Setting: Large four-year, highly residential
In-state Tuition: $42,690.00
Out-of-state Tuition: $42,690.00
Student/Faculty Ratio: 05:01
SAT / ACT / GPA: 2070 / 31 / 4.18
Male/Female Ratio: 53:47
Campus Housing: Yes
Religious Affiliation: N/A
Campus Housing: Yes
Acceptance Rate: 5%
From the Stanford University Founding Grant, November 11, 1885:
...the Nature, Object, and Purposes of the Institution Hereby Founded, to Be:
Its nature, that of a university with such seminaries of learning as shall make it of the highest grade, including mechanical institutes, museums, galleries of art, laboratories, and conservatories, together with all things necessary for the study of agriculture in all its branches, and for mechanical training, and the studies and exercises directed to the cultivation and enlargement of the mind:
Its object, to qualify its students for personal success, and direct usefulness in life;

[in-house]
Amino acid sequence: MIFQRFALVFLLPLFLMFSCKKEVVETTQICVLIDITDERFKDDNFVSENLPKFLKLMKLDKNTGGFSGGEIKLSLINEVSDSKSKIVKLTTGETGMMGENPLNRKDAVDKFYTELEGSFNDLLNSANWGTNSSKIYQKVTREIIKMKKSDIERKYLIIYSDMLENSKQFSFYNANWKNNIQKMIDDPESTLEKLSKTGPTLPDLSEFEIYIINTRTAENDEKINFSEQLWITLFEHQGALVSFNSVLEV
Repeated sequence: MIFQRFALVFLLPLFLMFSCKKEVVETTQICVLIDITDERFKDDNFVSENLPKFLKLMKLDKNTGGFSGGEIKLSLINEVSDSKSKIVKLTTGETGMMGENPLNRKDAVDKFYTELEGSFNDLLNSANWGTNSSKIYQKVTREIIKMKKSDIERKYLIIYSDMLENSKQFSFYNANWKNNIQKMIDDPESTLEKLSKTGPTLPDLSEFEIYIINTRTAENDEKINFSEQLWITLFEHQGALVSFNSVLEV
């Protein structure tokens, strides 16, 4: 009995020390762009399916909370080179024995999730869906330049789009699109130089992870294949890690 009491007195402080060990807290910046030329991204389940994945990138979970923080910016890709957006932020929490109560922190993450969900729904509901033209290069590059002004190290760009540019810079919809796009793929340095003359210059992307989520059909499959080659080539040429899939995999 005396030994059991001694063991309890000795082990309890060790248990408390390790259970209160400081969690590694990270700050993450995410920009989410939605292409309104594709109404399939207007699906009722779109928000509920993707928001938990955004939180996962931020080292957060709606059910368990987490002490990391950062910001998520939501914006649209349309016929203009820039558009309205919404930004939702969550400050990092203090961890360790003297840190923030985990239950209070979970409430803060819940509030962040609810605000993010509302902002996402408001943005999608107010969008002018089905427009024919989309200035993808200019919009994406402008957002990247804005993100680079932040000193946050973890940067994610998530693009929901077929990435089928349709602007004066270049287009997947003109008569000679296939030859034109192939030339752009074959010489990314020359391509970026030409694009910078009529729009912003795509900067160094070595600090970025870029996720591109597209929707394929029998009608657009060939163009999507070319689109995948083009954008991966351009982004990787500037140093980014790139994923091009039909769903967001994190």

And its purposes, to promote the public welfare by exercising an influence in behalf of humanity and civilization, teaching the blessings of liberty regulated by law, and inculcating love and reverence for the great principles of government as derived from the inalienable rights of man to life, liberty, and the pursuit of happiness.
Leland Stanford Junior University, or more commonly Stanford University, is a private research university in Stanford, California. It is one of the most prestigious universities in the world.
The university was founded in 1885 by Leland Stanford, former governor of and U.S. senator from California and leading railroad tycoon, and his wife, Jane Lathrop Stanford, in memory of their only child, Leland Stanford, Jr., who died of typhoid fever two months before his 16th birthday in 1884. Stanford was opened on October 1, 1891 as a coeducational and non-denominational institution. Tuition was free until the 1930s.
The university struggled financially after Leland Stanford's 1893 death and after much of the campus was damaged by the 1906 San Francisco earthquake. Following World War II, Provost Frederick Terman supported faculty and graduates' entrepreneurialism to build self-sufficient local industry in what would become known as Silicon Valley. By 1970, Stanford was home to a linear accelerator, and was one of the original four ARPANET nodes (precursor to the Internet).